After graduating from college I took several courses just to keep busy. One was a Gallery Management class at William Paterson College (now University). I enjoyed this class a lot. It involved everything that goes along with operating a gallery, from selecting artists and shows to marketing to shipping. My professor even approached me about a Masters degree where I would work the gallery and take other art classes in return for a Master's degree. I received opposition (I won't go there) about this offer and began my working career instead. Making $11,700 a year in 1983 was a lot more enticing than a free Master's degree. And, looking back on it now, I made the right decision.
One good thing that came from this experience was a painting. We were hanging the student art show and this one painting was hung at the end of the gallery. Up close it was purely abstract, but standing at the other end of the gallery I saw "the face". I asked the curator about the artist. He was a student at WPC, Sal DiBenedetto. I got his phone number and talked with him about the painting. He said he got the idea from a story that after Hiroshima was bombed in WWII there were reports of the face of Jesus being seen in the mushroom cloud. This was his interpretation of that story. As most people who believe in a Creator think that He created the Heavens and the Earth, Mr. DiBenedetto has titled his work "The Mapmaker". I now own this painting, which I bought for $250 in 1984 when Sal needed rent money. I can't tell you how many people who have seen this painting don't see the face.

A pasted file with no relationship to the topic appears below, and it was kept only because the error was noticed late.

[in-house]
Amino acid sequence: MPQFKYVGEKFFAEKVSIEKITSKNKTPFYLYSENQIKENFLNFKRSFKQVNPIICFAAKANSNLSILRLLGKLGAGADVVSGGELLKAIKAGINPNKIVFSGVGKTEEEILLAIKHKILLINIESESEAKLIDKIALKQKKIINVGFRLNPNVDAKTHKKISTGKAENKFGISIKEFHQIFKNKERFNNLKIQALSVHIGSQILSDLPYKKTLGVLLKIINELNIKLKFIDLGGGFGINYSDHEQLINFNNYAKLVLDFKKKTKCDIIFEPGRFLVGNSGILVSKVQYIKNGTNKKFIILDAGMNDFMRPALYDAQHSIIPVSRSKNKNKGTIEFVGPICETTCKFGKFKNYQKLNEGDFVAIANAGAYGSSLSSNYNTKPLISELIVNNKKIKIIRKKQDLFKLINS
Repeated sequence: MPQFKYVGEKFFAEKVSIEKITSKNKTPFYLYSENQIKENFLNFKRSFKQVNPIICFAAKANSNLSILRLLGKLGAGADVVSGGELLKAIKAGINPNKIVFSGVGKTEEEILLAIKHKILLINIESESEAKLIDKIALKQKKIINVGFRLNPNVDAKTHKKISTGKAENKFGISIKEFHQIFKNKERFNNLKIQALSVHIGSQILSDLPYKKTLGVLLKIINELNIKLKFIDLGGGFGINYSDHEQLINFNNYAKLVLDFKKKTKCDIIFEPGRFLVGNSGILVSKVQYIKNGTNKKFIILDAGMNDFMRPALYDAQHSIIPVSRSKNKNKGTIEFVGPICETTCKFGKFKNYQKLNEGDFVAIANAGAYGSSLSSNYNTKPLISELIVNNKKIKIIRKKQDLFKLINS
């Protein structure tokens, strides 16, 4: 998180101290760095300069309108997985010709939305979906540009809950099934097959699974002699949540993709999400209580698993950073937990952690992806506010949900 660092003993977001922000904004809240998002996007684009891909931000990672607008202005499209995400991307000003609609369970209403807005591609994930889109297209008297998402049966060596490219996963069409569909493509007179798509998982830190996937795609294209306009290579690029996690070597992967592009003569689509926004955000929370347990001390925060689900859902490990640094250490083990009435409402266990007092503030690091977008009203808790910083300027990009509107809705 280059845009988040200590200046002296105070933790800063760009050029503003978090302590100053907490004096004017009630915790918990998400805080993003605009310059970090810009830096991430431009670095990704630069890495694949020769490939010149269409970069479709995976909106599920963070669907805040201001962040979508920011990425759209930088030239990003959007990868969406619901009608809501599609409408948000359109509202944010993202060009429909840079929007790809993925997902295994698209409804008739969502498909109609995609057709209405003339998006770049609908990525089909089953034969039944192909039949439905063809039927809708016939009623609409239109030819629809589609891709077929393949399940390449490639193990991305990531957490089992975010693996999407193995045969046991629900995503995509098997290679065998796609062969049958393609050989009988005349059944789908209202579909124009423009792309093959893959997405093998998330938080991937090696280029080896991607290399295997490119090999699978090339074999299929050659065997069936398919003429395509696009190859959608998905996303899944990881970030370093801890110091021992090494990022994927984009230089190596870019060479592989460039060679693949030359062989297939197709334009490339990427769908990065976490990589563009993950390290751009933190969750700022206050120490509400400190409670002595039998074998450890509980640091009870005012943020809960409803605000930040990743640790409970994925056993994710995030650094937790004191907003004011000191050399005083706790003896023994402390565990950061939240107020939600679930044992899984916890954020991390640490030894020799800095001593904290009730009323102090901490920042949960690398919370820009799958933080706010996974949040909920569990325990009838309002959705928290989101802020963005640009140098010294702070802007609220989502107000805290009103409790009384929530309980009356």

The Mapmaker, oil on canvas, by Sal DiBenedetto, 1983
Anyway, fast forward a few months to summer 1984. I was working on the Ellis Island Documentation/Interpretation project with Montclair State College and the National Park Service. As I had mentioned in a previous post, I became fascinated with the peeling paint on the walls at Ellis Island. When I walked into this one room my jaw nearly hit the ground. From across the room... there was "the face" again. I could not believe it. And with the history of this place I can only imagine how many new citizens saw Jesus here. I set up my 4x5 and made the exposure. During this project I made a number of other images which I am trying to work into a small portfolio of 4x5" contact prints this year.
The Mapmaker II, Ellis Island, NY, 1983, Richard M. Coda
Below is a cover article I designed to go along with my images as part of my presentation for a grade.